And so I think there's a lot of stuff with migrations. And part of why I was really excited about this is like, there's all this, there's all this cognitive overhead that you have to keep. Right? Because there's nothing snapshotting, nothing keeping your types for you. You have to remember when you're building this new thing, like exactly what you've changed, exactly what you've added, exactly what you've removed to the point where, like, I think it's, it's kind of nuts that the industry response seems to me, the industry standard response is like, oh, well, obviously the sensible solution is the one that's going to be the most effective.
The sensible solution is to never remove anything ever again. And that's like, I get it. Like, that's, that's probably the only way that we can cut that, at least that part of the problem out. Right. In like the traditional kind of stack, or if you're working at scale, right, you go, okay, we never remove everything, never deprecate it. That's why you have stuff like, you know, protobufs. So it's like, yeah, you've allocated a field. Well, that's there forever in your payloads, every future payload, even if you never use it, that byte range is now allocated. Right?
You'd have to do a major version deprecation or shift your, your schema to a new endpoint to change that or to optimize it. And so the other nice thing that we get there is that all of that stuff becomes explicit. But also, on the other hand, something I think we haven't talked about is that gap problem. Right?
So I talk about in my talk, which is what if you have, if you don't have a system where everything's integrated together, and especially if you work at a company where potentially different teams can deploy different things at different times, right, you merge this change in for your backend, maybe if you're lucky, I mean, not if you're lucky, that's the wrong word. Let's say your company has chosen chosen to have a mono repo, maybe you've got one pull request, right? So the thing you merge is the front end and the backend changes at the same time.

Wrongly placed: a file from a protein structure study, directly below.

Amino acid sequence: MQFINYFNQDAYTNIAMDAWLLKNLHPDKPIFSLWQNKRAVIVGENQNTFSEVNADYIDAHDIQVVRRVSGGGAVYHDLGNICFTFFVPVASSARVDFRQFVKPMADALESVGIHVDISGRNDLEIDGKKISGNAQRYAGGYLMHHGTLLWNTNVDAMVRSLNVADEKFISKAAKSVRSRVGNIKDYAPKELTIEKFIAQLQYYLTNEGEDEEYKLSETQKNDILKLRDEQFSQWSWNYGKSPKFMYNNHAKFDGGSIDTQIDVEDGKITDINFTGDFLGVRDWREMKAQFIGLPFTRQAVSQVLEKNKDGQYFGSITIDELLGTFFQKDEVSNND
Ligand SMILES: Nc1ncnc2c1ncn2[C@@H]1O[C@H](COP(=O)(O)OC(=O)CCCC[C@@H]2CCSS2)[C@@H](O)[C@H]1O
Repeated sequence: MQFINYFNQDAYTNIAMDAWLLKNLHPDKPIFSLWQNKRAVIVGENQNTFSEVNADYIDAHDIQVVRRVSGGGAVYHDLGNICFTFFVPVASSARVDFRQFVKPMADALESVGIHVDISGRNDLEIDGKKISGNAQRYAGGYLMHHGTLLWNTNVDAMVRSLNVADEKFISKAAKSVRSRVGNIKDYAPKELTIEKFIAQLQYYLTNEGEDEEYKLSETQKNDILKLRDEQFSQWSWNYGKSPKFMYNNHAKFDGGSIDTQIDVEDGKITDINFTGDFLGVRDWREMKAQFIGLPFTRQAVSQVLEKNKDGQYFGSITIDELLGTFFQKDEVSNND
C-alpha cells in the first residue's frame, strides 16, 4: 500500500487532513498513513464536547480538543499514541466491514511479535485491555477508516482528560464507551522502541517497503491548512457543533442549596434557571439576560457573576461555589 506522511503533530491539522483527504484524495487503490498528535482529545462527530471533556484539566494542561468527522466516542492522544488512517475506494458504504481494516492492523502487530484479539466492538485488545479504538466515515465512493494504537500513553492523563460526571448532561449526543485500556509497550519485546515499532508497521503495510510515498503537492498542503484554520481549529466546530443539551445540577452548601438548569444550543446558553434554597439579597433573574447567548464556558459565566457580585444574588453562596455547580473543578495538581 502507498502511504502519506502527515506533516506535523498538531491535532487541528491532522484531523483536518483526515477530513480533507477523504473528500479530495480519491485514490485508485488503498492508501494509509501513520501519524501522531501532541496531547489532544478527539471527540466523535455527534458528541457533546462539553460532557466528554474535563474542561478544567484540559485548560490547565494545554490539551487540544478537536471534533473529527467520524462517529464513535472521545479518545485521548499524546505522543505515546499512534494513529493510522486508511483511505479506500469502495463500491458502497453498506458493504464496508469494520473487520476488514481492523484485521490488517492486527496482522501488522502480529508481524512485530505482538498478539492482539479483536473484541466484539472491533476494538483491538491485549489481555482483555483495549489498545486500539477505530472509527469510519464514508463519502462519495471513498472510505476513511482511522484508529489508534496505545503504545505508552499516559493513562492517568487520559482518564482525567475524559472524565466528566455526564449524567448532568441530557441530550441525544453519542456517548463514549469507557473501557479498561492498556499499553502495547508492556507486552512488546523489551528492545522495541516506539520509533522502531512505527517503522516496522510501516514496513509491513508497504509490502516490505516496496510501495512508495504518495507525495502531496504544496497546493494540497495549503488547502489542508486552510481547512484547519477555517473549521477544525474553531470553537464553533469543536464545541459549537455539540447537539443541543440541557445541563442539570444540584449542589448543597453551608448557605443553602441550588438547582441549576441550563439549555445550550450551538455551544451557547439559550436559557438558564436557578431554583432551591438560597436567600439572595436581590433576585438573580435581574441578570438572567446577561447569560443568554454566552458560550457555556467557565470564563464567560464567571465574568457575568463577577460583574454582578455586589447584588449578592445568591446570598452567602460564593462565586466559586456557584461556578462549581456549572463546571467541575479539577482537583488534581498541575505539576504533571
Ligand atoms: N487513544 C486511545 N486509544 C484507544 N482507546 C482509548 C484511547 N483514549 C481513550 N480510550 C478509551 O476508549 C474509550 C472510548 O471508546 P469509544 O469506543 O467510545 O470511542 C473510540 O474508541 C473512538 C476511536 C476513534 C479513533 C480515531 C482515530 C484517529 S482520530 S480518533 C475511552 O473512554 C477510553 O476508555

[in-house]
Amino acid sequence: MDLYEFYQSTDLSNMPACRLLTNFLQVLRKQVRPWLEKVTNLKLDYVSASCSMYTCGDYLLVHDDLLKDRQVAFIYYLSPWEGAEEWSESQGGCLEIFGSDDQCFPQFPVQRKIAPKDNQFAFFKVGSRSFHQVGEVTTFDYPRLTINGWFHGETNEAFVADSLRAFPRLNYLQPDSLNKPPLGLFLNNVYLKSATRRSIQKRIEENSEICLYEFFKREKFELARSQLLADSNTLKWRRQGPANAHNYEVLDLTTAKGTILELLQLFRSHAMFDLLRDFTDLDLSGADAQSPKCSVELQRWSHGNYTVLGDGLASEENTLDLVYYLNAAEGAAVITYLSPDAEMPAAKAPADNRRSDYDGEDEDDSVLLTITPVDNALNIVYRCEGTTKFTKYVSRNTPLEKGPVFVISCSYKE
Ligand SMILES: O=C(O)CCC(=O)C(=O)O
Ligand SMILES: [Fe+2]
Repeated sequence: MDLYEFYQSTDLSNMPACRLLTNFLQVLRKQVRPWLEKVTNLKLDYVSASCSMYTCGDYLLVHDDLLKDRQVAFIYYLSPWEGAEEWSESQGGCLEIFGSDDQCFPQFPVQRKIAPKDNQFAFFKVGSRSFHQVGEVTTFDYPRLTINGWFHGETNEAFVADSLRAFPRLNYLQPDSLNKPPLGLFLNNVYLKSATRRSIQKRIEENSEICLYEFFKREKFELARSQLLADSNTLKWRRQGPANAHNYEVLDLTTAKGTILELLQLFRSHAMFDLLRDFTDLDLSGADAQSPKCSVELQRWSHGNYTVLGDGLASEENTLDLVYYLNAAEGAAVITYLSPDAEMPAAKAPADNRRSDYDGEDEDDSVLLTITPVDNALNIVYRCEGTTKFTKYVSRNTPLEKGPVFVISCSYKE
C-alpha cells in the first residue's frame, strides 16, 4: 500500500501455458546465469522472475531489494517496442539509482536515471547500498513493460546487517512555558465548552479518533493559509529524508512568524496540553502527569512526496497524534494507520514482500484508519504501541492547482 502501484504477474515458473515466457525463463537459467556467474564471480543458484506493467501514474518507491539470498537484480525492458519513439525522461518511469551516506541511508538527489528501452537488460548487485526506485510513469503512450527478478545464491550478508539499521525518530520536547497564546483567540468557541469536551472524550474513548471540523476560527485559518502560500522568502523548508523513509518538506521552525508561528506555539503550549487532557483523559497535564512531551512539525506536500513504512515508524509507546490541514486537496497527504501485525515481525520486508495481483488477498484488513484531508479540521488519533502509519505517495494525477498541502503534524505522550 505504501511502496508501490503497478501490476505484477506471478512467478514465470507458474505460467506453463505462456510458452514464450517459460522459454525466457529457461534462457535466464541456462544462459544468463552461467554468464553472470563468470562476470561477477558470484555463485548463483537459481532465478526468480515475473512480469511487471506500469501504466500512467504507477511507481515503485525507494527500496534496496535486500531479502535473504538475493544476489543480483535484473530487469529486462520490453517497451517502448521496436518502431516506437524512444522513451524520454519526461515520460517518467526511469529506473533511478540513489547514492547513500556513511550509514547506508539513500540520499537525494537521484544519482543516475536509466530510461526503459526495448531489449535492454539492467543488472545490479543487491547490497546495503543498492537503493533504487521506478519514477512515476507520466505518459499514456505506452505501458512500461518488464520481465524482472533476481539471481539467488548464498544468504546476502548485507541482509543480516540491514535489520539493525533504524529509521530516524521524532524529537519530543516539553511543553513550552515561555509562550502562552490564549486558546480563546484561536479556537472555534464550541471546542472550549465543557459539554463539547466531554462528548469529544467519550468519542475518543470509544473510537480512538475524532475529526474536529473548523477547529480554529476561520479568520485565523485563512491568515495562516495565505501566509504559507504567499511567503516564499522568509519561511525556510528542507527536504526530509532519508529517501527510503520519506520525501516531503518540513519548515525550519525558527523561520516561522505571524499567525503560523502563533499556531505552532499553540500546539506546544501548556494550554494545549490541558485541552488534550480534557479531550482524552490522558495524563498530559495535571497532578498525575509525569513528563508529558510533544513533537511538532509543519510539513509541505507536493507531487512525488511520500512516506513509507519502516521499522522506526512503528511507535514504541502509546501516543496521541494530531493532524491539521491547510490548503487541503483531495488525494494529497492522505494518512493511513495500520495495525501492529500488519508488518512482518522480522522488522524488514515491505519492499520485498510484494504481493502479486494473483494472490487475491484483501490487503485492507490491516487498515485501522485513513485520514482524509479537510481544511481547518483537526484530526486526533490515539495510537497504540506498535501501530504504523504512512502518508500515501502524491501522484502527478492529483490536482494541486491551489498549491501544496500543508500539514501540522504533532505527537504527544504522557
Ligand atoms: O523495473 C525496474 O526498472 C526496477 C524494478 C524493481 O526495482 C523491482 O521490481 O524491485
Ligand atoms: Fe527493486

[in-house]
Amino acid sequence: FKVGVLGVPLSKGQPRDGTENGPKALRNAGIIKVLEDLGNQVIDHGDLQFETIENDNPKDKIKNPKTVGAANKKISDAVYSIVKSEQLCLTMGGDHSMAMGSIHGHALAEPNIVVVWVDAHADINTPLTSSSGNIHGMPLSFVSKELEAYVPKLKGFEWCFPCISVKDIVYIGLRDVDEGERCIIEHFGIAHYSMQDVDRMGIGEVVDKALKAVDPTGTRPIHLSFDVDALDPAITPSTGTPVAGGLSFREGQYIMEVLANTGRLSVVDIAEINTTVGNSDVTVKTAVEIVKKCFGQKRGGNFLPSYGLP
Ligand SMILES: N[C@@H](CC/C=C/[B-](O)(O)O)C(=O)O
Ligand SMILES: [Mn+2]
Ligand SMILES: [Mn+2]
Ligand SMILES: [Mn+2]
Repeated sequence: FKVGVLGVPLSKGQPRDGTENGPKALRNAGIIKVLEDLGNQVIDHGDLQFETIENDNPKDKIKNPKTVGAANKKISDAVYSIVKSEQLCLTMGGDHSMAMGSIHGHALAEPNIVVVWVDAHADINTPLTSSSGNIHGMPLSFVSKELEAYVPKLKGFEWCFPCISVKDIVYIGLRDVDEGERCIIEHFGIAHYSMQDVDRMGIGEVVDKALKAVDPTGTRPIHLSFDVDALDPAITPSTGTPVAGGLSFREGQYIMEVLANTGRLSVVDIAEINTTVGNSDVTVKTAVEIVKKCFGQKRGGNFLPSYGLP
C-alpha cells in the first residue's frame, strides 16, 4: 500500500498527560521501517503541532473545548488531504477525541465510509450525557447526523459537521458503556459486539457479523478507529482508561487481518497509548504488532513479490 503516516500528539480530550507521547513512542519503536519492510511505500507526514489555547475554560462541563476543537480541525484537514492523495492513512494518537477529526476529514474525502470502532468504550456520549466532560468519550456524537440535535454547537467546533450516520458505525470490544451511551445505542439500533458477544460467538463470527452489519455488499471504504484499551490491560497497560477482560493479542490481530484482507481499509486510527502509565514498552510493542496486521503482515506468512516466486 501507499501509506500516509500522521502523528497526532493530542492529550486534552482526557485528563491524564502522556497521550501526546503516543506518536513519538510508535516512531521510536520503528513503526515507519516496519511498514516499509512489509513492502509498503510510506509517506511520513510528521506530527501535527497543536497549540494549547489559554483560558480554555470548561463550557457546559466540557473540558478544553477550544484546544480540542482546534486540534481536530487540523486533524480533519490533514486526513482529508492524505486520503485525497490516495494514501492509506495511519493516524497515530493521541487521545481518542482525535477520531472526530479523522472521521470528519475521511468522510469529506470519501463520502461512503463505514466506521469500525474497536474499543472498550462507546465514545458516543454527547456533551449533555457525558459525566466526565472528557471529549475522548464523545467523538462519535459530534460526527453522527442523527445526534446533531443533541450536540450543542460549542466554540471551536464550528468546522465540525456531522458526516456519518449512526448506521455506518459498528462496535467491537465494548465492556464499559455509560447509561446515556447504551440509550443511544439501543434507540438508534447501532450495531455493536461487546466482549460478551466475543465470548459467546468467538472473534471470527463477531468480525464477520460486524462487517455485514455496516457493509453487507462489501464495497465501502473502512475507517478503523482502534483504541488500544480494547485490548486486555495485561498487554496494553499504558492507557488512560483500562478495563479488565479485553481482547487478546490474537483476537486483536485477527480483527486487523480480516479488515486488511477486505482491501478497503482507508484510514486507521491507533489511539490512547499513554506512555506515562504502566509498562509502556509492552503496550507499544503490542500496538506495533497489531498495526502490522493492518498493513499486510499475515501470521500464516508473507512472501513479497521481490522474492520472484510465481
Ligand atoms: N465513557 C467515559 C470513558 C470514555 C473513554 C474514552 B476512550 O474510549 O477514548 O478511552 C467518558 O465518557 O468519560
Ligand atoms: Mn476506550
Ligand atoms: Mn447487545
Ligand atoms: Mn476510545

So at least that step is synchronized. But worst case, you have two different repositories, right? So those things could merge at different times. In both cases, regardless of whether you merge at the same time, or whether you merged at two different times, the deploy could still happen at two different times, right? And in most systems, they're not necessarily synchronized from a user perspective.
So it is very possible that you have a situation where you have version one front end and version one backend in production. And you get a version two front end, that's trying to talk to a version one backend for a moment in time, or you could have the version two backend launches faster. So you have version one front end that's trying to talk to a future version two backend. And that inverses as well, right?
So you could have a version two backend that's trying to respond to a version one front end or a version two front end that's trying to respond back to a version one backend. So there's four variations there, right? There's the outbound payloads, and there's the inbound payloads, and you could have failures on both sides.